Matty Hong Claims First Repeat of ‘Flex Luthor,’ 5.15b, 18 Years After First Ascent

In a testament to the difficulty of one of America’s hardest sport routes, Matty Hong finally claimed the first repeat of Tommy Caldwell’s Flex Luthor on October 12, 18 years after the first ascent.


In January 2003, a fresh-faced Caldwell redpointed the steep 37m line at the Fortress of Solitude, near Rifle, Colorado. He’d already established America’s most challenging route with Kryptonite, 5.14c/d, in 1999. How hard was Flex Luthor?

“It’s the hardest thing I’ve ever done,” Caldwell said after four months of working the route. He proposed 5.15a, making Flex Luthor America’s new standard for climbing difficulty.

Almost two decades later, the route seemed to get harder during Hong’s redpoint attempt. Breaking holds and finicky surface conditions dogged him as he fought for the second ascent.

“[T]he first attempts were mostly me breaking holds and struggling to find sequences that worked. After more and more effort, I started to unlock the moves and began realize the climb would be possible,” Hong said. “One particularly challenging thing is how difficult it is to find good conditions to climb in. In spring, the route seeps and a lot of the holds are wet until all the snow has melted above the cliff. By that time, it’s usually too hot to climb.”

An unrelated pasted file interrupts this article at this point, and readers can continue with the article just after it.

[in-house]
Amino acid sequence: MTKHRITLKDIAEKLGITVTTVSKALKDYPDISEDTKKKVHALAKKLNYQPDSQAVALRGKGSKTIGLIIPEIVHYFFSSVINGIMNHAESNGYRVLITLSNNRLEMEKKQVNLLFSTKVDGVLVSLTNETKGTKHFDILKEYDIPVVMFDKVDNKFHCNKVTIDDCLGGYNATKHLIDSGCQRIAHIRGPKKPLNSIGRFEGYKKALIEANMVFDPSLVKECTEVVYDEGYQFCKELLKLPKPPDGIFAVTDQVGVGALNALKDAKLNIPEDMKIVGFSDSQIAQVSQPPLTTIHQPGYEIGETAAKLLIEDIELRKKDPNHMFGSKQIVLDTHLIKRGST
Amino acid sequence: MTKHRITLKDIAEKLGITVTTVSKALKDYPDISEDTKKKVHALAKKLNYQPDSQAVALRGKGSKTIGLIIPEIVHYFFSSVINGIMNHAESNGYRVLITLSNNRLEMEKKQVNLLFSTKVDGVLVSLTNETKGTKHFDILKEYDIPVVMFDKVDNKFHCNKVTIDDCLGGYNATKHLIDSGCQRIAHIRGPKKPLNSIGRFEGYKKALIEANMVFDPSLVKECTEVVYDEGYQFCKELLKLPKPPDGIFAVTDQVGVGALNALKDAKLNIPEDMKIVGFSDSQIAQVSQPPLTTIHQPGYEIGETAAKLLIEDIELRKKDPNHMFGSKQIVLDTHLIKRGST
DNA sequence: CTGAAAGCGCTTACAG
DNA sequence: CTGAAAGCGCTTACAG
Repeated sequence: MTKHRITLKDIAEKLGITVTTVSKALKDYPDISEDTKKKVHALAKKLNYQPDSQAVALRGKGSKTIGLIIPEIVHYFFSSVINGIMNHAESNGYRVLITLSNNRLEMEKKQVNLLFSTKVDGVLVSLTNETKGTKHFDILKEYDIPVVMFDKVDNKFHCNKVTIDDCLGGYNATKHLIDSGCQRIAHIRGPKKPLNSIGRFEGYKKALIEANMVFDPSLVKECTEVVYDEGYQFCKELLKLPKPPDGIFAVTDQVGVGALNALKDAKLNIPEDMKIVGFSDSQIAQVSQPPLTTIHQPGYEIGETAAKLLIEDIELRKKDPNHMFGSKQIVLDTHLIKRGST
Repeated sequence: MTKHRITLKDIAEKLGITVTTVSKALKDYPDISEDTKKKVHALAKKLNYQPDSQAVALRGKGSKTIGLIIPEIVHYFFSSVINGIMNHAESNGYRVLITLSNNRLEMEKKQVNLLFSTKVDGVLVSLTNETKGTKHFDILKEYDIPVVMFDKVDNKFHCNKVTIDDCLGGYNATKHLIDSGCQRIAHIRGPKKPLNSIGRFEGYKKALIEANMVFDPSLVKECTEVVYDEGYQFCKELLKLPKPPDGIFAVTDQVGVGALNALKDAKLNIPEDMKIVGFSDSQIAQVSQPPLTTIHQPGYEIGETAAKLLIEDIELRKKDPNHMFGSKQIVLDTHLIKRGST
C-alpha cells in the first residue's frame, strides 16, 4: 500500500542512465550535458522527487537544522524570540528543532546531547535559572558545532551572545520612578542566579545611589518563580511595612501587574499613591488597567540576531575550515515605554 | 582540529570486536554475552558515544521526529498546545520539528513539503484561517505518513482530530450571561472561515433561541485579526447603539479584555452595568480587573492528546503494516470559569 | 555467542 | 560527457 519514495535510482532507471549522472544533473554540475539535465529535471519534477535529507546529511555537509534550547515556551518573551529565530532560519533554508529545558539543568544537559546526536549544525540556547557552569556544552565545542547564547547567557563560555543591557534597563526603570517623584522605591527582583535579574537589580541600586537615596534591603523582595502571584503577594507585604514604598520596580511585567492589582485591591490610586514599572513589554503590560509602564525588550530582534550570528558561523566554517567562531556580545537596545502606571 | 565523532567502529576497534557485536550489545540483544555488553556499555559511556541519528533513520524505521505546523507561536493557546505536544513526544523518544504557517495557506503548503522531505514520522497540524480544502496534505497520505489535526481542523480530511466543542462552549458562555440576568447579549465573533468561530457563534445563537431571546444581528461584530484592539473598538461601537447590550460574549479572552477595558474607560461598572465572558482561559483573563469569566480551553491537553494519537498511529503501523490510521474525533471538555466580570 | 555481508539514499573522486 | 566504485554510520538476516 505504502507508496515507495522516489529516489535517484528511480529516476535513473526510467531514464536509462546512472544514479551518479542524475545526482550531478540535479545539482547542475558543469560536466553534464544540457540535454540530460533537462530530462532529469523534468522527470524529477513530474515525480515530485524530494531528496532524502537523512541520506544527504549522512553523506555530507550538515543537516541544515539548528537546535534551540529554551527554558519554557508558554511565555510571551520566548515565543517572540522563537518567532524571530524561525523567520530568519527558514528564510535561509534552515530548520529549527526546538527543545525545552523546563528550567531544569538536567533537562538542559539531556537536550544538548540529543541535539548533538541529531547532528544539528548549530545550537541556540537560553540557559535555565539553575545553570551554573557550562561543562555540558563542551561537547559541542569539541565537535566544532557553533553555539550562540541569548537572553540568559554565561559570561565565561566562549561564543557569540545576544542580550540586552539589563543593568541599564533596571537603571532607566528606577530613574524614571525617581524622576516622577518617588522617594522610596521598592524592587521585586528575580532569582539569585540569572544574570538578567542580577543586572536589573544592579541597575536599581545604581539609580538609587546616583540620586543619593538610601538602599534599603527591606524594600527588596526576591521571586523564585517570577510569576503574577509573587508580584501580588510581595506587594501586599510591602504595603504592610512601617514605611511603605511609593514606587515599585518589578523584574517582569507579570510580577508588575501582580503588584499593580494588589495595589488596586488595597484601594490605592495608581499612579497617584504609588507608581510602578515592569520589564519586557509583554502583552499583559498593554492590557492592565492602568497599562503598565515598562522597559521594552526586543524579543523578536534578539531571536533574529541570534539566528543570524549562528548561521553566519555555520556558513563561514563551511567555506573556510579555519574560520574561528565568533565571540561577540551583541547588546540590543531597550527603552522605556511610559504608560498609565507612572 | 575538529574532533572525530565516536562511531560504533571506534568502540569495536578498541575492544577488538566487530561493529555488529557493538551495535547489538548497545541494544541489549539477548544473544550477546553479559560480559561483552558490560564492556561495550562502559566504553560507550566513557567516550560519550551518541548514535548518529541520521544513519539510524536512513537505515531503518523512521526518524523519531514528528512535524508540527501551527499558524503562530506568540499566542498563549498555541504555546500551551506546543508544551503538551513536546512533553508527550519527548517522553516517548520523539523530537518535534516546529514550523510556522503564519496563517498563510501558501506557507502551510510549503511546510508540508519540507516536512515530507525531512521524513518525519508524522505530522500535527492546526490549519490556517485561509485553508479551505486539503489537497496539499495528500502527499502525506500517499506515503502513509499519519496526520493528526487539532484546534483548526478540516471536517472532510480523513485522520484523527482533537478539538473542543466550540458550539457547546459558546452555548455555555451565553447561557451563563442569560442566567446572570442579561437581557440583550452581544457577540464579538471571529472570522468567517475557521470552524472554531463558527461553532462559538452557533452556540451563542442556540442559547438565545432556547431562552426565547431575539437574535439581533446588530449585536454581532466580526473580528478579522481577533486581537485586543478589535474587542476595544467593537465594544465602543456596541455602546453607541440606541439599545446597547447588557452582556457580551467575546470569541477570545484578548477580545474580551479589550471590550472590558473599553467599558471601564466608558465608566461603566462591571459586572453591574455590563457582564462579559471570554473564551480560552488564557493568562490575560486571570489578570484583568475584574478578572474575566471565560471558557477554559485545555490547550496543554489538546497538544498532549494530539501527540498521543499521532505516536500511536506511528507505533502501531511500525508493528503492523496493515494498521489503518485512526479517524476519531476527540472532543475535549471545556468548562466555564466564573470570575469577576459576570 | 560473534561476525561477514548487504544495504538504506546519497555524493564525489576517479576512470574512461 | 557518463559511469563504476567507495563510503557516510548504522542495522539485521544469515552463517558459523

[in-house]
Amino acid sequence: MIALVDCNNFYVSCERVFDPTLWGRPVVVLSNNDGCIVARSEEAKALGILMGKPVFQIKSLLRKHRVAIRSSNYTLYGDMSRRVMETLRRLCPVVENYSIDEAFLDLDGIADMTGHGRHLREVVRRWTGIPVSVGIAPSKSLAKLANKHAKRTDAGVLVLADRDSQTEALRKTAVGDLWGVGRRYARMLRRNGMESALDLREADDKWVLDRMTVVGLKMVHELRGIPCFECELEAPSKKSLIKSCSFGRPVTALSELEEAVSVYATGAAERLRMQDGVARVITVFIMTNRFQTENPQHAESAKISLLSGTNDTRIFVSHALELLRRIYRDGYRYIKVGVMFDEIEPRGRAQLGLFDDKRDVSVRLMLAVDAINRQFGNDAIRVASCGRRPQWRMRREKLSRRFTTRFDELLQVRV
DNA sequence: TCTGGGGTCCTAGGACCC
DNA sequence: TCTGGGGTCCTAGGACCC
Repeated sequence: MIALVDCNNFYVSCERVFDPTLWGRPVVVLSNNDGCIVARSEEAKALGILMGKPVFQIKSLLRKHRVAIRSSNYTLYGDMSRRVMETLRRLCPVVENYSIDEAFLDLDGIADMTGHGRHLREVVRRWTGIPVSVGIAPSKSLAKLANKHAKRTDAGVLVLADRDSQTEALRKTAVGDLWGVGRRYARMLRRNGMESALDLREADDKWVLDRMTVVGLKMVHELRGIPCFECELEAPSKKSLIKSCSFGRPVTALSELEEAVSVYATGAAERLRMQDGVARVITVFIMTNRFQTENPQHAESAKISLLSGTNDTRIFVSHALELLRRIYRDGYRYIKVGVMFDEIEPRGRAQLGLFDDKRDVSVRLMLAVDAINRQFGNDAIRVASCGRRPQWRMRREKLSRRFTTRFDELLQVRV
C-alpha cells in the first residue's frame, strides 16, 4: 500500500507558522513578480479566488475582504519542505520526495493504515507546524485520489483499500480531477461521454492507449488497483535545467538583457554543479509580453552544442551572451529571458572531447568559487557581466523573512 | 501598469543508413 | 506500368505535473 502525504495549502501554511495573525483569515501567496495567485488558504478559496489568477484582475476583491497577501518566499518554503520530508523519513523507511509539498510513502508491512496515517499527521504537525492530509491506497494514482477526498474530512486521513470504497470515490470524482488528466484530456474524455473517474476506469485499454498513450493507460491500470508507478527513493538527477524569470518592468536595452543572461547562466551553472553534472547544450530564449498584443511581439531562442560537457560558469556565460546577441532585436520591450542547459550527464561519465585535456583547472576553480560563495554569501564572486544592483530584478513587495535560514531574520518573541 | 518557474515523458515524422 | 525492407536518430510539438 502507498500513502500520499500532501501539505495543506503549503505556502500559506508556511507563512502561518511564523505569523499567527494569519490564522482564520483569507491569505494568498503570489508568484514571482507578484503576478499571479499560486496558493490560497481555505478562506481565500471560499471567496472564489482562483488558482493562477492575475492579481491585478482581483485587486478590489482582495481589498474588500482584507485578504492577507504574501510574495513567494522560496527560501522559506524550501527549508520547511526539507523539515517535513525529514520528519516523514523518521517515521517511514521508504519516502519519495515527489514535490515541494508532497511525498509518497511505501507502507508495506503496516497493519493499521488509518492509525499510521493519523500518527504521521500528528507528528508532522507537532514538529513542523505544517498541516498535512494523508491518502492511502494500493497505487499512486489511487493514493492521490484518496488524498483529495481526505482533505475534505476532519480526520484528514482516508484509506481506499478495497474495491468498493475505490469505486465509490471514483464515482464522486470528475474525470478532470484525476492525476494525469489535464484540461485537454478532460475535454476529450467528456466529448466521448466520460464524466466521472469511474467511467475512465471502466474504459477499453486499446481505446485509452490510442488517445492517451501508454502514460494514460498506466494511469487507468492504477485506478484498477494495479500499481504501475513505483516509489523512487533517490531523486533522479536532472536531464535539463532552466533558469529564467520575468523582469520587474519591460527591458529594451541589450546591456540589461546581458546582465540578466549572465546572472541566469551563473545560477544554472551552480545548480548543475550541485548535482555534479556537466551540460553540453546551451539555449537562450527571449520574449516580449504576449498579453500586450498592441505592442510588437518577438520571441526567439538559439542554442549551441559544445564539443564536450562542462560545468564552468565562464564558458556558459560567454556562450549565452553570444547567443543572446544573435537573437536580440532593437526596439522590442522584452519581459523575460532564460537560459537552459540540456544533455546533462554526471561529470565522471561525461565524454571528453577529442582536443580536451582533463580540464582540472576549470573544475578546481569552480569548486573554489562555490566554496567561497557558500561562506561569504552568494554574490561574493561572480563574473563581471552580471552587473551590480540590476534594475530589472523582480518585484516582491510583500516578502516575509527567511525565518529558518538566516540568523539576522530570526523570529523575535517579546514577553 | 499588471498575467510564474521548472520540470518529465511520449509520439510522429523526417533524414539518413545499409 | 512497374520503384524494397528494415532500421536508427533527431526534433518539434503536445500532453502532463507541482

Hong reported that he could only make one solid attempt on the route each day, adding to the difficulty.

“Physically, it’s some of the most demanding climbing I have ever done. The route is long and steep with gymnastic movement and hard climbing until the last move,” Hong said.

matty hong 5.15b

Hong assigned Flex Luthor a personal grade of 5.15b. One big question is whether Caldwell initially climbed the route at 5.15b or whether the broken holds increased the grade. If it were 5.15b in 2003, it would have predated the world’s first route of that difficulty (Chris Sharma’s 76m Jumbo Love, in California) by five years.

“I am sure Tommy climbed 5.15 when he did the route in 2003,” Hong said, “which is truly amazing and a display of what a prolific climber he is. Since his ascent, I know a few key holds that have broken, making the sequences harder, including one in the most difficult section of the climb.”

Via Instagram, Hong also said he believes that “the majority of the climb stayed intact.”


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Hong is no stranger to 5.15 territory. In 2018, he became the fourth American to climb 5.15b with his repeat of Fight or Flight in Oliana, Spain.